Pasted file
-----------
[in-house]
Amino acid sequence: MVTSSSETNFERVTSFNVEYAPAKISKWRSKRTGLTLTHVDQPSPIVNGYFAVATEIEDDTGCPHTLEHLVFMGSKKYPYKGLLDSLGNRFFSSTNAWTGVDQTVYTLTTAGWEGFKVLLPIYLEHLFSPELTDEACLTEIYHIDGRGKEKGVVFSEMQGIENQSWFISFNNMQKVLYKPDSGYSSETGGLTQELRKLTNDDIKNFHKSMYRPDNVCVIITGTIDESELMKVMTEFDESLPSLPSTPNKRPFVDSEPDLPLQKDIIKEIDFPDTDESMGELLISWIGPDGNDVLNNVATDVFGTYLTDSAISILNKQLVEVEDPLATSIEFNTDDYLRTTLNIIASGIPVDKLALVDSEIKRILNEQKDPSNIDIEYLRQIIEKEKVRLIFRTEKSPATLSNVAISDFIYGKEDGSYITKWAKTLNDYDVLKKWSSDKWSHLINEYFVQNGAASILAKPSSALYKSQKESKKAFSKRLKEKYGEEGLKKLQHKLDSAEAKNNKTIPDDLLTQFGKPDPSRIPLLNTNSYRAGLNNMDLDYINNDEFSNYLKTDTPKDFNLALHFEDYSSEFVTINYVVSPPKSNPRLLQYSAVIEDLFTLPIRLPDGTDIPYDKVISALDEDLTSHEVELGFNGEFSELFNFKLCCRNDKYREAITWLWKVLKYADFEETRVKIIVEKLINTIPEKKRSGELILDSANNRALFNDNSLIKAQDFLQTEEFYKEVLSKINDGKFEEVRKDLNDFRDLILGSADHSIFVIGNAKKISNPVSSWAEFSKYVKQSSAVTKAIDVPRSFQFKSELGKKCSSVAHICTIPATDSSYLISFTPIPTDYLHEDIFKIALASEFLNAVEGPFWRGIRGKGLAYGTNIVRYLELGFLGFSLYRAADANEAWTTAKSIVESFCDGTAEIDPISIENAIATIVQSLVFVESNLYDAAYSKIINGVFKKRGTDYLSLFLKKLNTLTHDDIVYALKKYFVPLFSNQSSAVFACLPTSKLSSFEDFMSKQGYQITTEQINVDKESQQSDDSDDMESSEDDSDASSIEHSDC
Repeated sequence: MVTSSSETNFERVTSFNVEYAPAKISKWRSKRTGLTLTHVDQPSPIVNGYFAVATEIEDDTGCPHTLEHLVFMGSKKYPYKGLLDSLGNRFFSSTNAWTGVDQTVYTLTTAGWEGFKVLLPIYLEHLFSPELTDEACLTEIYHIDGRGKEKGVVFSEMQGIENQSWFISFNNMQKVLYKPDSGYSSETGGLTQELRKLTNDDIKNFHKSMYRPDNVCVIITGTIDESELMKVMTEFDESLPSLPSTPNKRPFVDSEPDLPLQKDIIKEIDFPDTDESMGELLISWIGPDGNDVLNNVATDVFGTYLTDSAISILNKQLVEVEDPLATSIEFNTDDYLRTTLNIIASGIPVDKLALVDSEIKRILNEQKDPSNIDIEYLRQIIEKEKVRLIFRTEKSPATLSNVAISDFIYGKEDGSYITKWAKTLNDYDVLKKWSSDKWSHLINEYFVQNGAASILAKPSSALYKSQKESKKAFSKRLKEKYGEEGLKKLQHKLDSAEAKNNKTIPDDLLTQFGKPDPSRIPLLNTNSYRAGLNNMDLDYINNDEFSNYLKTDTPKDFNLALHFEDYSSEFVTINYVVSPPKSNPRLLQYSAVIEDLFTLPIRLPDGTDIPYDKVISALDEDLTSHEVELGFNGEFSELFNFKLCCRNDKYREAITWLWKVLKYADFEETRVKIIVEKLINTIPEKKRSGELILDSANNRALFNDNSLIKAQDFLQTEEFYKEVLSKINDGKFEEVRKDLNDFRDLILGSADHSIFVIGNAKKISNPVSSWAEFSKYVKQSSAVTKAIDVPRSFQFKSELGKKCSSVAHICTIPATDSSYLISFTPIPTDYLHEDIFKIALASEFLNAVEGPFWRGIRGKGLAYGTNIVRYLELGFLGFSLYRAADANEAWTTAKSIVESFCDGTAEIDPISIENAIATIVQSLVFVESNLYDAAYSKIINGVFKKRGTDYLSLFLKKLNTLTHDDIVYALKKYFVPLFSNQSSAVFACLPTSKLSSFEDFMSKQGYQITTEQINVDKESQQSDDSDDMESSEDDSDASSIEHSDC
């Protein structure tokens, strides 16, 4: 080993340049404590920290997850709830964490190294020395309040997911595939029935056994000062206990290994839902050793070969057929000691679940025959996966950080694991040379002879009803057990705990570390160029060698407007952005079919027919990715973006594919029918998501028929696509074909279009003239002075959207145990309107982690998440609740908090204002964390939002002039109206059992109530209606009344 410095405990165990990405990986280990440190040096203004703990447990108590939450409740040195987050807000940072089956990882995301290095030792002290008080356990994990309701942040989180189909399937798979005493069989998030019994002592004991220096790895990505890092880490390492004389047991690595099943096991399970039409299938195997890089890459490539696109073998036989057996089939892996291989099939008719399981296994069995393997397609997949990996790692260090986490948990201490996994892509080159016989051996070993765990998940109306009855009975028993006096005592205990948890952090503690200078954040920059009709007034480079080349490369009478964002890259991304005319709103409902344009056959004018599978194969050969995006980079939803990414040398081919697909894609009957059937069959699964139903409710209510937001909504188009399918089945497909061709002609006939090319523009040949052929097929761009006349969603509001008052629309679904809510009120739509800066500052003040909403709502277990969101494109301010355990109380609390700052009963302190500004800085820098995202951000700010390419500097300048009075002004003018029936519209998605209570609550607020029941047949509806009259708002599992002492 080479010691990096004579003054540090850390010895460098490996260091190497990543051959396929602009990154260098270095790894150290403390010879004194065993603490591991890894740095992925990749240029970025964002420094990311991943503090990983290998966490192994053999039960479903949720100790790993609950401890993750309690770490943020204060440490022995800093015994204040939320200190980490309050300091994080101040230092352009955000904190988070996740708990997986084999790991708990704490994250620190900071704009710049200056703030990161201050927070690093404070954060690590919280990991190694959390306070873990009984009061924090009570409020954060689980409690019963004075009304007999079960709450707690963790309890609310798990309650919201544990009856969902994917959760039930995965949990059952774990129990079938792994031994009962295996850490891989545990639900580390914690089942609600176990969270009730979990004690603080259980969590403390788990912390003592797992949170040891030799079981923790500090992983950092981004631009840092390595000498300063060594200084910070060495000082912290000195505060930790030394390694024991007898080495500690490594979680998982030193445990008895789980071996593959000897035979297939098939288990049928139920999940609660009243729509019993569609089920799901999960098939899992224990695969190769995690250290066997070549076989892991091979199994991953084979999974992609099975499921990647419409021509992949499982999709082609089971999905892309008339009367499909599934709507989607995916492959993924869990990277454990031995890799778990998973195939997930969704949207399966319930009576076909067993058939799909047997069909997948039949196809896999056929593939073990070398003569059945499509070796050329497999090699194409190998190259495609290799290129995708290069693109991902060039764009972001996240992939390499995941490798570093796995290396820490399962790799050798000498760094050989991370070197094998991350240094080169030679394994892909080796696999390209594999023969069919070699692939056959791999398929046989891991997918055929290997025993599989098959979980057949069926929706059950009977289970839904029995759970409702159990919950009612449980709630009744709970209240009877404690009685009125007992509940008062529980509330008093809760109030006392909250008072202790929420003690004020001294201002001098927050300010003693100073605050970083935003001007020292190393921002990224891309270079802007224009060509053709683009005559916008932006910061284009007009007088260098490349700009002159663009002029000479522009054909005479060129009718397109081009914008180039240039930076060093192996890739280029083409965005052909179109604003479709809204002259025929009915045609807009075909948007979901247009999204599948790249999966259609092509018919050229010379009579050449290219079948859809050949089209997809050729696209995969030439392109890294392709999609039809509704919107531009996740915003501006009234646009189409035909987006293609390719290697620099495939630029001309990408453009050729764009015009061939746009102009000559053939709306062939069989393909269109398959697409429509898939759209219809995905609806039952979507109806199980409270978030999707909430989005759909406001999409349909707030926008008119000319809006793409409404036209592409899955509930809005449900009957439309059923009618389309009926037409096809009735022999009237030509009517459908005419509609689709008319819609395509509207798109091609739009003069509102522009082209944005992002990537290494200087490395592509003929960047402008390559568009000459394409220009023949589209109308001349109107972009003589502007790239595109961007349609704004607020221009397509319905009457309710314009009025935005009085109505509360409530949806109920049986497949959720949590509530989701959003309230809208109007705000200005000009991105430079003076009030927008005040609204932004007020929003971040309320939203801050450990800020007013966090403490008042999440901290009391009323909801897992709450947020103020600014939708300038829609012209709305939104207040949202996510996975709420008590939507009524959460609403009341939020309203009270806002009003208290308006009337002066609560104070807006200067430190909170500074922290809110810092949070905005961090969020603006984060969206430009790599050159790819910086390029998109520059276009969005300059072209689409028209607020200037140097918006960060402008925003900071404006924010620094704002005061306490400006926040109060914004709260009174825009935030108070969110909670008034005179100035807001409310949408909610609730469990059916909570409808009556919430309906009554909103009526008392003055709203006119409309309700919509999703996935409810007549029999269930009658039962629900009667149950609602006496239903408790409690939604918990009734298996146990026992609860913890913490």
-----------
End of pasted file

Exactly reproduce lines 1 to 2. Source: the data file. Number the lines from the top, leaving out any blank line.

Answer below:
[in-house]
Amino acid sequence: MVTSSSETNFERVTSFNVEYAPAKISKWRSKRTGLTLTHVDQPSPIVNGYFAVATEIEDDTGCPHTLEHLVFMGSKKYPYKGLLDSLGNRFFSSTNAWTGVDQTVYTLTTAGWEGFKVLLPIYLEHLFSPELTDEACLTEIYHIDGRGKEKGVVFSEMQGIENQSWFISFNNMQKVLYKPDSGYSSETGGLTQELRKLTNDDIKNFHKSMYRPDNVCVIITGTIDESELMKVMTEFDESLPSLPSTPNKRPFVDSEPDLPLQKDIIKEIDFPDTDESMGELLISWIGPDGNDVLNNVATDVFGTYLTDSAISILNKQLVEVEDPLATSIEFNTDDYLRTTLNIIASGIPVDKLALVDSEIKRILNEQKDPSNIDIEYLRQIIEKEKVRLIFRTEKSPATLSNVAISDFIYGKEDGSYITKWAKTLNDYDVLKKWSSDKWSHLINEYFVQNGAASILAKPSSALYKSQKESKKAFSKRLKEKYGEEGLKKLQHKLDSAEAKNNKTIPDDLLTQFGKPDPSRIPLLNTNSYRAGLNNMDLDYINNDEFSNYLKTDTPKDFNLALHFEDYSSEFVTINYVVSPPKSNPRLLQYSAVIEDLFTLPIRLPDGTDIPYDKVISALDEDLTSHEVELGFNGEFSELFNFKLCCRNDKYREAITWLWKVLKYADFEETRVKIIVEKLINTIPEKKRSGELILDSANNRALFNDNSLIKAQDFLQTEEFYKEVLSKINDGKFEEVRKDLNDFRDLILGSADHSIFVIGNAKKISNPVSSWAEFSKYVKQSSAVTKAIDVPRSFQFKSELGKKCSSVAHICTIPATDSSYLISFTPIPTDYLHEDIFKIALASEFLNAVEGPFWRGIRGKGLAYGTNIVRYLELGFLGFSLYRAADANEAWTTAKSIVESFCDGTAEIDPISIENAIATIVQSLVFVESNLYDAAYSKIINGVFKKRGTDYLSLFLKKLNTLTHDDIVYALKKYFVPLFSNQSSAVFACLPTSKLSSFEDFMSKQGYQITTEQINVDKESQQSDDSDDMESSEDDSDASSIEHSDC